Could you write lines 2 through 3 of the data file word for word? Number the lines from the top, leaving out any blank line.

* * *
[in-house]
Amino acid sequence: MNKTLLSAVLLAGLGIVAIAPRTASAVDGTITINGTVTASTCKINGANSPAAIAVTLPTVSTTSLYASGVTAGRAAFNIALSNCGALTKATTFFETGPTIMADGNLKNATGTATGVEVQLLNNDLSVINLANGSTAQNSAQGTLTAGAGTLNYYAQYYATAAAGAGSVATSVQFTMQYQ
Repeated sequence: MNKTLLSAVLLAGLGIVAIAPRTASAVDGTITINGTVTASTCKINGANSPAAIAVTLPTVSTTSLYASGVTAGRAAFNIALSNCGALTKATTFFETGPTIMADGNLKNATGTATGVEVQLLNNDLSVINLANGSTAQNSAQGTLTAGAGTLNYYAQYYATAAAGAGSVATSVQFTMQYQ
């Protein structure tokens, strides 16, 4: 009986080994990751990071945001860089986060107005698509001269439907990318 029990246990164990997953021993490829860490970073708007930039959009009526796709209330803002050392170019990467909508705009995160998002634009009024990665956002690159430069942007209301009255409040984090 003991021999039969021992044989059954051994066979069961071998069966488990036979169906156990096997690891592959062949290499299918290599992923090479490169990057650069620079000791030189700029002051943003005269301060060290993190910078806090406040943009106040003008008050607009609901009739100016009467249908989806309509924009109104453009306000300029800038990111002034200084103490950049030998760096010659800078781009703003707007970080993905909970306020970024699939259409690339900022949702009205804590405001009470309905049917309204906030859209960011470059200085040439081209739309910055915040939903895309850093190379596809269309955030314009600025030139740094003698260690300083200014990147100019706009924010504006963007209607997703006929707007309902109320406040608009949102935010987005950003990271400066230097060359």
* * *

Amino acid sequence: MNKTLLSAVLLAGLGIVAIAPRTASAVDGTITINGTVTASTCKINGANSPAAIAVTLPTVSTTSLYASGVTAGRAAFNIALSNCGALTKATTFFETGPTIMADGNLKNATGTATGVEVQLLNNDLSVINLANGSTAQNSAQGTLTAGAGTLNYYAQYYATAAAGAGSVATSVQFTMQYQ
Repeated sequence: MNKTLLSAVLLAGLGIVAIAPRTASAVDGTITINGTVTASTCKINGANSPAAIAVTLPTVSTTSLYASGVTAGRAAFNIALSNCGALTKATTFFETGPTIMADGNLKNATGTATGVEVQLLNNDLSVINLANGSTAQNSAQGTLTAGAGTLNYYAQYYATAAAGAGSVATSVQFTMQYQ